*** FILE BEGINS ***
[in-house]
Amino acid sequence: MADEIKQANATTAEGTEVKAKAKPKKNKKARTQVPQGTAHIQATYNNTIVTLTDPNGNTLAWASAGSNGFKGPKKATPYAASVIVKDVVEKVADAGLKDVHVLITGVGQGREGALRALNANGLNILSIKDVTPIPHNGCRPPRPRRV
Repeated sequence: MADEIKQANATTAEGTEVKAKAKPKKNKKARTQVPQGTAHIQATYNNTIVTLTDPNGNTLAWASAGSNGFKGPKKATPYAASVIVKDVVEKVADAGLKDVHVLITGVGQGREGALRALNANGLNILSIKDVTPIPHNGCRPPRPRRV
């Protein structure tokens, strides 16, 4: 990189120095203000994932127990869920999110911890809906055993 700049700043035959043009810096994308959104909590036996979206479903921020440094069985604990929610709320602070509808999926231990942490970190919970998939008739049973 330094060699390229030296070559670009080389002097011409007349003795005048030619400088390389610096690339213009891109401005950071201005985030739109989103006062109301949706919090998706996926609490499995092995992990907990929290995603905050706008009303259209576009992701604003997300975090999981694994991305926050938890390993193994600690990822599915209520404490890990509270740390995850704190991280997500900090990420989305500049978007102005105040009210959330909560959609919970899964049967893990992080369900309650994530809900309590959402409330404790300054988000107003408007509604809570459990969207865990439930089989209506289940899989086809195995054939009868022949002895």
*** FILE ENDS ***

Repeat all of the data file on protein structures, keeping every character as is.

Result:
[in-house]
Amino acid sequence: MADEIKQANATTAEGTEVKAKAKPKKNKKARTQVPQGTAHIQATYNNTIVTLTDPNGNTLAWASAGSNGFKGPKKATPYAASVIVKDVVEKVADAGLKDVHVLITGVGQGREGALRALNANGLNILSIKDVTPIPHNGCRPPRPRRV
Repeated sequence: MADEIKQANATTAEGTEVKAKAKPKKNKKARTQVPQGTAHIQATYNNTIVTLTDPNGNTLAWASAGSNGFKGPKKATPYAASVIVKDVVEKVADAGLKDVHVLITGVGQGREGALRALNANGLNILSIKDVTPIPHNGCRPPRPRRV
């Protein structure tokens, strides 16, 4: 990189120095203000994932127990869920999110911890809906055993 700049700043035959043009810096994308959104909590036996979206479903921020440094069985604990929610709320602070509808999926231990942490970190919970998939008739049973 330094060699390229030296070559670009080389002097011409007349003795005048030619400088390389610096690339213009891109401005950071201005985030739109989103006062109301949706919090998706996926609490499995092995992990907990929290995603905050706008009303259209576009992701604003997300975090999981694994991305926050938890390993193994600690990822599915209520404490890990509270740390995850704190991280997500900090990420989305500049978007102005105040009210959330909560959609919970899964049967893990992080369900309650994530809900309590959402409330404790300054988000107003408007509604809570459990969207865990439930089989209506289940899989086809195995054939009868022949002895």